The key benefit to an AV-over-IT workflow is robust software. A software-defined approach from the ground up eliminates the need to invest in expensive, specific devices—but instead makes it possible to integrate flexible software with existing devices that educators and students already have. Windows, Mac, Android, and iOS can all utilize these tools to enable computers, mobile devices, phones, and tablets to serve as powerful teaching and learning tools.
Teacher or student devices can then speak the same protocol as production tools. Displays, e-learning systems and video conferencing can blend and empower users to create engaging learning experiences for remote students. This ability to add new software onto existing devices helps save on costs but also adds impressive new opportunities. It also enables a more sustainable environment that can update flexibly in the future.
Education doesn’t exist without collaboration
The next leap in the integration of AV and IT goes beyond interconnected rooms, buildings, spaces, and services. Specifically, it’s all about breaking beyond the campus, beyond streaming and conferencing, and bringing all these together on a global scale. We refer to this as distributed AV, or distributed production.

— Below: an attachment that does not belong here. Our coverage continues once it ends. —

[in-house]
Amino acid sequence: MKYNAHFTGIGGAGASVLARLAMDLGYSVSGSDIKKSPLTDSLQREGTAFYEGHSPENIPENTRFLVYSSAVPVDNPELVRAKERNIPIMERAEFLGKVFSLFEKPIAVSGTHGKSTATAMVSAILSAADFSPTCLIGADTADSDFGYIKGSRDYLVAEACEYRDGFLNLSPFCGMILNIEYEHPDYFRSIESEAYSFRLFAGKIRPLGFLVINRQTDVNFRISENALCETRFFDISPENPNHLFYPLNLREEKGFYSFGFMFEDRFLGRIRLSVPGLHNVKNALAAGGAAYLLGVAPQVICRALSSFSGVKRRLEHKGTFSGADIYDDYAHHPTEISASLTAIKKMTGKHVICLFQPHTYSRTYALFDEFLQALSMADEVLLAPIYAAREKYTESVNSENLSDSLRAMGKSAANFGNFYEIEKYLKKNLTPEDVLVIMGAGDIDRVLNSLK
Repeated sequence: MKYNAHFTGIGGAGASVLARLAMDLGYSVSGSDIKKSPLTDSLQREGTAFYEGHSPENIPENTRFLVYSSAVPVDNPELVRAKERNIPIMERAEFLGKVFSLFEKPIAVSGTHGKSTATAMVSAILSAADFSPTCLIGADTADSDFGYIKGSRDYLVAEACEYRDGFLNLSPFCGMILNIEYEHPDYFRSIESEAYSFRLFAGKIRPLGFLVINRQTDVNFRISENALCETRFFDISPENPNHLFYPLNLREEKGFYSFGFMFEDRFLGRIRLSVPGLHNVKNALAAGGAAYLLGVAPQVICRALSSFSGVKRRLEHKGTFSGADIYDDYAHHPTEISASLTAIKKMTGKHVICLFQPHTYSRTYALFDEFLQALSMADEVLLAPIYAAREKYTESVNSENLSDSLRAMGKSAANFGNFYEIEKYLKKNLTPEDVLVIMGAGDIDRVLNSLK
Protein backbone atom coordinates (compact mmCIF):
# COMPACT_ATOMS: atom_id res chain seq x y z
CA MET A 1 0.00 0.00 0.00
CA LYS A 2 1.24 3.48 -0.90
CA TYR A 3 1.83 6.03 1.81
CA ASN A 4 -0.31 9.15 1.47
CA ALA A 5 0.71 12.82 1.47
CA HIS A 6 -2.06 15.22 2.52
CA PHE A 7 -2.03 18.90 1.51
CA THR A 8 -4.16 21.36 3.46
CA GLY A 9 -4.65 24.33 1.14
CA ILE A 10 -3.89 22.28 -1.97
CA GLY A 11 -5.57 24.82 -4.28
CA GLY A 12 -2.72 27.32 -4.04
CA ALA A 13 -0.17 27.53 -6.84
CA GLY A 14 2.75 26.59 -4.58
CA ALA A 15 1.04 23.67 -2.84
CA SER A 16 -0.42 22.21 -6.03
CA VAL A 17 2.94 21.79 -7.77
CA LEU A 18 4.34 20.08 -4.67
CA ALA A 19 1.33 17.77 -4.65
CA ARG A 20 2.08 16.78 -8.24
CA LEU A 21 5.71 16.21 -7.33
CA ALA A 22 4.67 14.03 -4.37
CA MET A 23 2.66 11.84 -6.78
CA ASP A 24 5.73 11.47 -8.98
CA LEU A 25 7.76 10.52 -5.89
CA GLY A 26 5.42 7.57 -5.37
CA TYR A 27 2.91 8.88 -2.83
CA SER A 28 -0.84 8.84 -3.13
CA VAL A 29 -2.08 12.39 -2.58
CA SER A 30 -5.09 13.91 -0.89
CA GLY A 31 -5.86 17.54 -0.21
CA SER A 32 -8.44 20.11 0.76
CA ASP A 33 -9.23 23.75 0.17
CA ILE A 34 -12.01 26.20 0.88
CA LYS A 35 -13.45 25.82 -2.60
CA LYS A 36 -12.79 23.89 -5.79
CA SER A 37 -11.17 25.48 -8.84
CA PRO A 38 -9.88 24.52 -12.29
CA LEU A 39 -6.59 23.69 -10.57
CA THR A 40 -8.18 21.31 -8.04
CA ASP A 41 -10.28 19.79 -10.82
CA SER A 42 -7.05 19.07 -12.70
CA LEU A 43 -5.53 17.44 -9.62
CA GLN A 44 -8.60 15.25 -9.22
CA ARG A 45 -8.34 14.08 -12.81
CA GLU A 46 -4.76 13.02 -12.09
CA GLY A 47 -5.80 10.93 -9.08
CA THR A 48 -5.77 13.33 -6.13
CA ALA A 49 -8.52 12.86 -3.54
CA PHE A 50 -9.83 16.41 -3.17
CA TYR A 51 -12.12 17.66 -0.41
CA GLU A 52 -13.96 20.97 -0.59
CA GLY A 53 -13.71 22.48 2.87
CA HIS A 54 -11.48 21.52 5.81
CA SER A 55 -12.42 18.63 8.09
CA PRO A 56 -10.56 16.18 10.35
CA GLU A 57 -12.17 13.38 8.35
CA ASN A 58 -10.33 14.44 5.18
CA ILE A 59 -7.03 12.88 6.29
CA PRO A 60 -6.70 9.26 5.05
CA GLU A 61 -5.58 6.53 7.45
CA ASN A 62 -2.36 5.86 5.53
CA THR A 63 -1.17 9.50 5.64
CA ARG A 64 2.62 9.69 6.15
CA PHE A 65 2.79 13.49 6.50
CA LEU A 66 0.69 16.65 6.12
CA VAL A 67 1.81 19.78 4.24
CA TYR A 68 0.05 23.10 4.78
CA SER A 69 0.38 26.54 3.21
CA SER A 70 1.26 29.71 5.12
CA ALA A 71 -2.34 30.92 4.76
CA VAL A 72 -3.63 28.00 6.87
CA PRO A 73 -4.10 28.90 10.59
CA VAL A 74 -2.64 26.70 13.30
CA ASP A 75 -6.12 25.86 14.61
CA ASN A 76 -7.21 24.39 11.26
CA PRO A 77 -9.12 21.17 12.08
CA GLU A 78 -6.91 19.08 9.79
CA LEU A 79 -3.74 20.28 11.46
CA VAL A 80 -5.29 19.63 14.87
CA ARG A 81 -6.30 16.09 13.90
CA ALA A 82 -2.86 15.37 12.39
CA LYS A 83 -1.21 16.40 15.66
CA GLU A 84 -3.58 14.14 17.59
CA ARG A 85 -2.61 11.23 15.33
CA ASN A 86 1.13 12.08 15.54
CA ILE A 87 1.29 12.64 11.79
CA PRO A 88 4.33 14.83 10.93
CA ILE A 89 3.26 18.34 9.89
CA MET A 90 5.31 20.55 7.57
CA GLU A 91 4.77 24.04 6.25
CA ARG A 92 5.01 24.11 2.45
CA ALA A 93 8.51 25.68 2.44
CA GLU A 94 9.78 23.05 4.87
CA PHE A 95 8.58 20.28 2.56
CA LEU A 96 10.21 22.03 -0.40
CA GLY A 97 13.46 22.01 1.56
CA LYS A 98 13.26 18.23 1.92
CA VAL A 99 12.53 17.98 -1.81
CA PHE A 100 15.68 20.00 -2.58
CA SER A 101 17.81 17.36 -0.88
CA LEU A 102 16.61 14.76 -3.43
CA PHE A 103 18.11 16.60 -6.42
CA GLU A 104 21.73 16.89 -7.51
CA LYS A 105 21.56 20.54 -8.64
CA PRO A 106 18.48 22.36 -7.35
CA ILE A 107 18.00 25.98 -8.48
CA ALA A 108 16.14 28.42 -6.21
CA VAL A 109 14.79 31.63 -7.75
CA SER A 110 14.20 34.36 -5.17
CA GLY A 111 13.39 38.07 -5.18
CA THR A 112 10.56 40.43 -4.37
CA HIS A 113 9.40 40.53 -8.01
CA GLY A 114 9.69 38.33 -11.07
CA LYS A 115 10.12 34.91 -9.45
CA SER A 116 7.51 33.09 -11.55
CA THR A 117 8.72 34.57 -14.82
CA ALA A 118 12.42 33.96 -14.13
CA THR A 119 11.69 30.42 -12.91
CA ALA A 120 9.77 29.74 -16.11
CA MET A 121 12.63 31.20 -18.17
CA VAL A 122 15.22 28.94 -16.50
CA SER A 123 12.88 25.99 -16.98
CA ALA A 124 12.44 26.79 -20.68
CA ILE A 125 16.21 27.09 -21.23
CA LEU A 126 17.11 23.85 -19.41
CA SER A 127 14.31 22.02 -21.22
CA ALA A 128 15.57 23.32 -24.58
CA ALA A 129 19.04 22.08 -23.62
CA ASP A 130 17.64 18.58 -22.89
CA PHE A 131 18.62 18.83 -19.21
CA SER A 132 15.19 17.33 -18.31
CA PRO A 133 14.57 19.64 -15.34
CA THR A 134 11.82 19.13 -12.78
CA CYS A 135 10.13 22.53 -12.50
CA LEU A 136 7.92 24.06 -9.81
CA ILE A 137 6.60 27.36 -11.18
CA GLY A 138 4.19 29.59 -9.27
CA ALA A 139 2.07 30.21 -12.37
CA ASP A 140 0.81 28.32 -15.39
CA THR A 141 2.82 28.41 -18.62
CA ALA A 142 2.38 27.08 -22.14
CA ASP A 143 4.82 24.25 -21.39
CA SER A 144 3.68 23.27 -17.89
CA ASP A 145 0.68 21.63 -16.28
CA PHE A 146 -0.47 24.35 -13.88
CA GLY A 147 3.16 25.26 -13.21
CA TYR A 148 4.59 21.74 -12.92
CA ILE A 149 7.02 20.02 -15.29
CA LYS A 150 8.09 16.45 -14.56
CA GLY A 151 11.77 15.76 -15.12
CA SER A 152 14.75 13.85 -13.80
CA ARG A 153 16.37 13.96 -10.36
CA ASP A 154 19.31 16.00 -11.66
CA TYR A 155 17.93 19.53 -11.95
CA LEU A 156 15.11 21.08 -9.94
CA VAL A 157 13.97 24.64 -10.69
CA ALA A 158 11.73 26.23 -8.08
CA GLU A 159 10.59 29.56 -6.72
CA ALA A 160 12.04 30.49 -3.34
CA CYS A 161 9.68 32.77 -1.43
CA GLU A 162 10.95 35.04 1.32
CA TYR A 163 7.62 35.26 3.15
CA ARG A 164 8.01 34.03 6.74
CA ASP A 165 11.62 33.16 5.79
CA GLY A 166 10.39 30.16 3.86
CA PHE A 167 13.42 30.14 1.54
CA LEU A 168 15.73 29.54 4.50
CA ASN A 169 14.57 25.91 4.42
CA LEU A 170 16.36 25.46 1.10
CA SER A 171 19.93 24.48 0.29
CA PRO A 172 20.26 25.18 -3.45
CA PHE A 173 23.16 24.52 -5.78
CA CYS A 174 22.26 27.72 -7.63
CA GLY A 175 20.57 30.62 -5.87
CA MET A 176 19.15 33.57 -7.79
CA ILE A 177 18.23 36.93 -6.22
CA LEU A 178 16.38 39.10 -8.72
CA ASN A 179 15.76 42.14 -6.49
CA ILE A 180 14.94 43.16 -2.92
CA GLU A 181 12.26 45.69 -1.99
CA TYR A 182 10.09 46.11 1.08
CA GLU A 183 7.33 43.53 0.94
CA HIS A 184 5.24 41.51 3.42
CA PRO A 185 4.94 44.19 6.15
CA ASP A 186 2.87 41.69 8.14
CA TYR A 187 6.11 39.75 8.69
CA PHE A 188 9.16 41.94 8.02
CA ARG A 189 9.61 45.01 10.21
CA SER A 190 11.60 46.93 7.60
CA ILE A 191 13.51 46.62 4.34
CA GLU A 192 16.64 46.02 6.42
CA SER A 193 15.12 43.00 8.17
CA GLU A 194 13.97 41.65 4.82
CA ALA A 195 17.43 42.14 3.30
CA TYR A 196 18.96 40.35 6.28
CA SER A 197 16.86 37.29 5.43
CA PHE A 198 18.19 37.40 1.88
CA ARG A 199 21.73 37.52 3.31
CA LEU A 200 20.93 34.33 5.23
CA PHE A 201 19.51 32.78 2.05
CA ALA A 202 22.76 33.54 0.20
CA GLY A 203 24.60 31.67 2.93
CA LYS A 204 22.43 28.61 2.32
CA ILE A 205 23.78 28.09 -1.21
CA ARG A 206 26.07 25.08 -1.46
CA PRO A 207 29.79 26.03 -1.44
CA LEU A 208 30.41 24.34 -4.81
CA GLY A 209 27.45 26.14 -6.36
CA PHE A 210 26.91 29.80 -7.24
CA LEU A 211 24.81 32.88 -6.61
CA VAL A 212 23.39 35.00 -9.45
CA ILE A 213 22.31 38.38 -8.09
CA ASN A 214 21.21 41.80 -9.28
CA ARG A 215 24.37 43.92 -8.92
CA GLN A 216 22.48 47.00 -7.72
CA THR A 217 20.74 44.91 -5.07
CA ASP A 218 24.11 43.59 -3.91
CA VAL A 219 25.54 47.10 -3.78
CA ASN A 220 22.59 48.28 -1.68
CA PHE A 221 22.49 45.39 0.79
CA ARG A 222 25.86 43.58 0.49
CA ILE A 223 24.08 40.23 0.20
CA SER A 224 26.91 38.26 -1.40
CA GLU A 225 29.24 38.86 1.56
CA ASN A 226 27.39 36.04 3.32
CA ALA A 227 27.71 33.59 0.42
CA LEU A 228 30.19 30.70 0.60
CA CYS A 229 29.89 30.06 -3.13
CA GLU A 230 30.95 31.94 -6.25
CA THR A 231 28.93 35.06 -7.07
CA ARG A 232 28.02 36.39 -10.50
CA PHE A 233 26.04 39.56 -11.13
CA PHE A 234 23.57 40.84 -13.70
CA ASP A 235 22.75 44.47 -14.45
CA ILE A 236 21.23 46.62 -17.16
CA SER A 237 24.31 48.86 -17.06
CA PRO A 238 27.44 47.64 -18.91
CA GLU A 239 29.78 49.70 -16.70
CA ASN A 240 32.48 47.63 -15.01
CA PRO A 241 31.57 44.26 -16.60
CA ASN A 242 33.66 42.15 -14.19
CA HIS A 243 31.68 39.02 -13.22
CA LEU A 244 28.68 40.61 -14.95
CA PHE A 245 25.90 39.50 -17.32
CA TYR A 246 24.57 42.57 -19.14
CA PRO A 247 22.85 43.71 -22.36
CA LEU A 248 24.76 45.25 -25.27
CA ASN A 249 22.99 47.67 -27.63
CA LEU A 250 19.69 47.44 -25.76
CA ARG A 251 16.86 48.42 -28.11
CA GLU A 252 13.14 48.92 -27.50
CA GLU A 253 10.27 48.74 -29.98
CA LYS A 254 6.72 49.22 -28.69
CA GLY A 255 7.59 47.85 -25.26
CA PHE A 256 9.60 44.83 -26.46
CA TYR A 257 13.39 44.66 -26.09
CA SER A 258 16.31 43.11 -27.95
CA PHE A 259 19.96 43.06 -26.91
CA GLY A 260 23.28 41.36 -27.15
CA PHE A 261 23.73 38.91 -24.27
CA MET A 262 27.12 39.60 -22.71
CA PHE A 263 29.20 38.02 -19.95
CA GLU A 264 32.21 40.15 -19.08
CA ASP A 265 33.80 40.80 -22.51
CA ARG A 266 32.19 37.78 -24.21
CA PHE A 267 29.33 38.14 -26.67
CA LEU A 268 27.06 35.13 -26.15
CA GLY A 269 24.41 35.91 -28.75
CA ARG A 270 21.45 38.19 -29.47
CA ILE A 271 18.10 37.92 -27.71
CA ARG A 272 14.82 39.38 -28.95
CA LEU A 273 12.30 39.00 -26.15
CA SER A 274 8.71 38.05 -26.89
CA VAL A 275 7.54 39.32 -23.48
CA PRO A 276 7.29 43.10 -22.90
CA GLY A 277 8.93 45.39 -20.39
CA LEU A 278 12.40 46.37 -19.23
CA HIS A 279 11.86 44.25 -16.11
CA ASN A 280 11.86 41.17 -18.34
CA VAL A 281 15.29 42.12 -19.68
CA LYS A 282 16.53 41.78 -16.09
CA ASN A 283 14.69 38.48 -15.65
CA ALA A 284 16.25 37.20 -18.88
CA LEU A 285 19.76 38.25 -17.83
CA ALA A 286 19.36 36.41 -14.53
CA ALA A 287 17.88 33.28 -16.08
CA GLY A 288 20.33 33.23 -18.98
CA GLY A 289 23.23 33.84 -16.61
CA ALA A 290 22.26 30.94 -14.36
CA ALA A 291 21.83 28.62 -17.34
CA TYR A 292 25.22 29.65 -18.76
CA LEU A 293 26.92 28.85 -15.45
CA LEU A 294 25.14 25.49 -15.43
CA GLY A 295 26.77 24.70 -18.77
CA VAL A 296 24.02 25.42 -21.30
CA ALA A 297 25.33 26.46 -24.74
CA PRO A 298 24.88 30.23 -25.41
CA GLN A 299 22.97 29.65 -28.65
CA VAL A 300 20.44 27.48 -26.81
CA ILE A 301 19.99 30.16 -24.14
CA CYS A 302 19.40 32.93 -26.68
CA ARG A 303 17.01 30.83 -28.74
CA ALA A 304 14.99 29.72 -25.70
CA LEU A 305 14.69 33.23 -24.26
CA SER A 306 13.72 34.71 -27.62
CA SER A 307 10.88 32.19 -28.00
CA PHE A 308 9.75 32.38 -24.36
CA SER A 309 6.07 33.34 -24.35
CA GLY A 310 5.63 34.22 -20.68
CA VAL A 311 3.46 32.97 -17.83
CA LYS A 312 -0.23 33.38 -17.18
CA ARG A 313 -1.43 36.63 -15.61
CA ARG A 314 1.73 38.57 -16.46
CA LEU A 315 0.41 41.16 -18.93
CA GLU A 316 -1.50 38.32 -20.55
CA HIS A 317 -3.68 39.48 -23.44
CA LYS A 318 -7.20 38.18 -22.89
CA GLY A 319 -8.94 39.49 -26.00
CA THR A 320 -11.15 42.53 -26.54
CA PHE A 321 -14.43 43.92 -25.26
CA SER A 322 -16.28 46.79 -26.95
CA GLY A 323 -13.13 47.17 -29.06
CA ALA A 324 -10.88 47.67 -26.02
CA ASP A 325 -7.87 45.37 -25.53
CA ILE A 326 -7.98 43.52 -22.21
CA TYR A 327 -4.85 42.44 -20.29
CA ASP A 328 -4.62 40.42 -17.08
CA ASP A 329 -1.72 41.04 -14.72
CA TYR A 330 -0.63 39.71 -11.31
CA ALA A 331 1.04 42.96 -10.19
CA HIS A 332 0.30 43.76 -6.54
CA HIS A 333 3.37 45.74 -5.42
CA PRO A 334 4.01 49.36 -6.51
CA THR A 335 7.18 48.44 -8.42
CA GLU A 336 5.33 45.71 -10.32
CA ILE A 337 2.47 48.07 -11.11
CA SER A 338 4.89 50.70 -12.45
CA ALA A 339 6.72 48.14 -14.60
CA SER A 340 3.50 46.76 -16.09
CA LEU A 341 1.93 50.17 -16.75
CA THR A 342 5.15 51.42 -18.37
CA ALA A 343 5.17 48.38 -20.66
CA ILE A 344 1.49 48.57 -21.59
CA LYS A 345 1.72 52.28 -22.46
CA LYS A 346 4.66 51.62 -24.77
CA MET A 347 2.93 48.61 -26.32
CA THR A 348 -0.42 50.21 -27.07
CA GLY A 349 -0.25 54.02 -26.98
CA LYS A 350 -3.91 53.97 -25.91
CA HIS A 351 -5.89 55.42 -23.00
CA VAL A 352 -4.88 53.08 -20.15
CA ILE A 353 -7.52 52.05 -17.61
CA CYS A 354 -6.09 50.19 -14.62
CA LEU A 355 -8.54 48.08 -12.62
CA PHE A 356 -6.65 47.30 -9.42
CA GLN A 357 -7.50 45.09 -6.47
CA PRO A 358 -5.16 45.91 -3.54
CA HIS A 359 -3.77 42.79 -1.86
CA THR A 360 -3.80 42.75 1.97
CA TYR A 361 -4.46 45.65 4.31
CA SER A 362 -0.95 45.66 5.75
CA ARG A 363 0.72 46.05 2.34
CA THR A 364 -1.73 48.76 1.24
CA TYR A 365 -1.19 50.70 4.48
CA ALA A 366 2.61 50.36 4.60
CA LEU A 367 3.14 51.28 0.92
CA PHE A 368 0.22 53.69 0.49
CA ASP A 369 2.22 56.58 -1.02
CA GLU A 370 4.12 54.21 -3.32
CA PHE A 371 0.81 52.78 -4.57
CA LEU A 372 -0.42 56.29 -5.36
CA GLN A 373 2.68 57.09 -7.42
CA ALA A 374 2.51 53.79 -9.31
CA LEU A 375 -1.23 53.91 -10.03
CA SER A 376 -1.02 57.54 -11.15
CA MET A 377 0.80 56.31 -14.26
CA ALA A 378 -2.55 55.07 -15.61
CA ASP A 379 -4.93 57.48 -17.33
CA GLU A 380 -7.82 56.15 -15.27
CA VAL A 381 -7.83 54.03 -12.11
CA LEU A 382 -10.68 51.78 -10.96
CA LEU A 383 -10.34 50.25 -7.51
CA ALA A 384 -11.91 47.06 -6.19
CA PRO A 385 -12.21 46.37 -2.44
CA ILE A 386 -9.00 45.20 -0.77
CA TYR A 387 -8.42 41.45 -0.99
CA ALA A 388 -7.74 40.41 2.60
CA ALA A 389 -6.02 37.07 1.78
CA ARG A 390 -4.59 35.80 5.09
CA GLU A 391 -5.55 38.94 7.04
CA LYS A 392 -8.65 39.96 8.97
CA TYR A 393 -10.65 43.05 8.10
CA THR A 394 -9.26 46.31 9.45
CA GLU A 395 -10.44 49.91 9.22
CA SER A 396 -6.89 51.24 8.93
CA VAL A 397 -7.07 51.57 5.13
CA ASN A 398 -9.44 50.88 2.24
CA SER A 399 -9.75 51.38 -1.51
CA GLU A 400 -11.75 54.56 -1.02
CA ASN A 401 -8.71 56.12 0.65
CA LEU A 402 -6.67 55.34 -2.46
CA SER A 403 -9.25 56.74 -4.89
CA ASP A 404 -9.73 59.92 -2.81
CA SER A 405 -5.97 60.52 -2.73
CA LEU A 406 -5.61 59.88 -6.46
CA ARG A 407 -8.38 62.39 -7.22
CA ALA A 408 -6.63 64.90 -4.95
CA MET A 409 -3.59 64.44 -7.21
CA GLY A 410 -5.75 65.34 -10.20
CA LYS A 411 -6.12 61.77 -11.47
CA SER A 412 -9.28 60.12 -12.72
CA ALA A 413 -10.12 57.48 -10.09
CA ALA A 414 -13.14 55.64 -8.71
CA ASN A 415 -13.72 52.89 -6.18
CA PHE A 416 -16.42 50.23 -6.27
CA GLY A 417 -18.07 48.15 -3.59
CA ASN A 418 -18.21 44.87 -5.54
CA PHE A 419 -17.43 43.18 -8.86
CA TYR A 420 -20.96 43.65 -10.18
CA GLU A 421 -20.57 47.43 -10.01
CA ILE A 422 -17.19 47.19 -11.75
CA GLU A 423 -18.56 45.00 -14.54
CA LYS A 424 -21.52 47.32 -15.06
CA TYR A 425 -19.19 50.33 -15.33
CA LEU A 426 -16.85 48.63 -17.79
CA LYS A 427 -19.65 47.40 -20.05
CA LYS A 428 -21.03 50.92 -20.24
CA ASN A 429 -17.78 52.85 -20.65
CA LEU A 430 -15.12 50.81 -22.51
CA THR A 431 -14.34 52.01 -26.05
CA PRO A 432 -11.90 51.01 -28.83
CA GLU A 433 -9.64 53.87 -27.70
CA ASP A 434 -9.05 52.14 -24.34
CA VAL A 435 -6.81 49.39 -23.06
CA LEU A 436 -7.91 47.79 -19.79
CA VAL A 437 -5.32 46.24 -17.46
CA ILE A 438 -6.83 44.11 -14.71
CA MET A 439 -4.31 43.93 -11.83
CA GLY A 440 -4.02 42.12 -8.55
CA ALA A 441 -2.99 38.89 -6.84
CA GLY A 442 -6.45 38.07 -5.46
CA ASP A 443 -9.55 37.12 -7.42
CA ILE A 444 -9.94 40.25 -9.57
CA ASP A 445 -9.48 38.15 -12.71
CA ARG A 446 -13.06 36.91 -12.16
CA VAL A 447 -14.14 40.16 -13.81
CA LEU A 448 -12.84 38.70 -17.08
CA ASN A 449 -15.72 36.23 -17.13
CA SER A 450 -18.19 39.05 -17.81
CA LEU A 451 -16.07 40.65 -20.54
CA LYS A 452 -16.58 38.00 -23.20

Distributed models are about much more than moving things to the cloud. Instead, they are about placing endpoints such as PTZ cameras and microphones where they’re required geographically, while also providing two-way control and feedback for a richer remote experience from anywhere. Crucially, this is achieved without having to replicate core processing at every location, which enables collaborative, interactive content creation and distribution in a more cost-effective and energy-efficient way.
Once enabled, AV-over-IP feeds and AV-over-IT devices can be shared peer-to-peer as though they were in front of you, on campus, or even at home, pushing what was previously thought possible in hybrid remote learning and delivery. This workflow achieves cooperative learning between campuses and institutions. It connects classrooms, auditoriums, remote and local learners, guest lecturers and more.
In turn, educators and IT/networking teams can rapidly pivot to remote workflows, while also amplifying the experience of distance learning to create next-level learning content and environments for the future of the education sector. The result is more impactful engagement without compromising on quality. It’s often at a more affordable cost point.
As next generation as these technological leaps seem, and regardless of the power of the technology itself, it’s the collaboration that makes it all possible. Success extends right back to the start of an institution’s journey into AV-over-IT.
Key stakeholders, educators, AV, IT, and networking teams brought together from day zero on a project—with the right system integrators and vendors—can make these transitions smooth and flexible. They can also fun and collaborative , and ensure you have a solid yet infinitely flexible foundation to build upon as needs evolve.